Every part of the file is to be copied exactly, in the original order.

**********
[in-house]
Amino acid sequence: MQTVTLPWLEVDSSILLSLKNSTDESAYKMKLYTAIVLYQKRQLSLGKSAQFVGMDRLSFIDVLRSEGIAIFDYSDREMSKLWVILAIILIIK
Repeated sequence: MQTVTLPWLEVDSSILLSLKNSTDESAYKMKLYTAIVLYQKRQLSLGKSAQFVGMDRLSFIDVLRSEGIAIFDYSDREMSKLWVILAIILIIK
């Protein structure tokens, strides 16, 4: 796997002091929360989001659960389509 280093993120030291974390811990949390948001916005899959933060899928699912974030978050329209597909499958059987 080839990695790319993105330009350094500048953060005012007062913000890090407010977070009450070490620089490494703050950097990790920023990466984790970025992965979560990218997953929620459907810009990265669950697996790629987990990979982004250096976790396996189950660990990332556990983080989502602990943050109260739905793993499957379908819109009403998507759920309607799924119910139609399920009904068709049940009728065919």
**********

[in-house]
Amino acid sequence: MQTVTLPWLEVDSSILLSLKNSTDESAYKMKLYTAIVLYQKRQLSLGKSAQFVGMDRLSFIDVLRSEGIAIFDYSDREMSKLWVILAIILIIK
Repeated sequence: MQTVTLPWLEVDSSILLSLKNSTDESAYKMKLYTAIVLYQKRQLSLGKSAQFVGMDRLSFIDVLRSEGIAIFDYSDREMSKLWVILAIILIIK
């Protein structure tokens, strides 16, 4: 796997002091929360989001659960389509 280093993120030291974390811990949390948001916005899959933060899928699912974030978050329209597909499958059987 080839990695790319993105330009350094500048953060005012007062913000890090407010977070009450070490620089490494703050950097990790920023990466984790970025992965979560990218997953929620459907810009990265669950697996790629987990990979982004250096976790396996189950660990990332556990983080989502602990943050109260739905793993499957379908819109009403998507759920309607799924119910139609399920009904068709049940009728065919």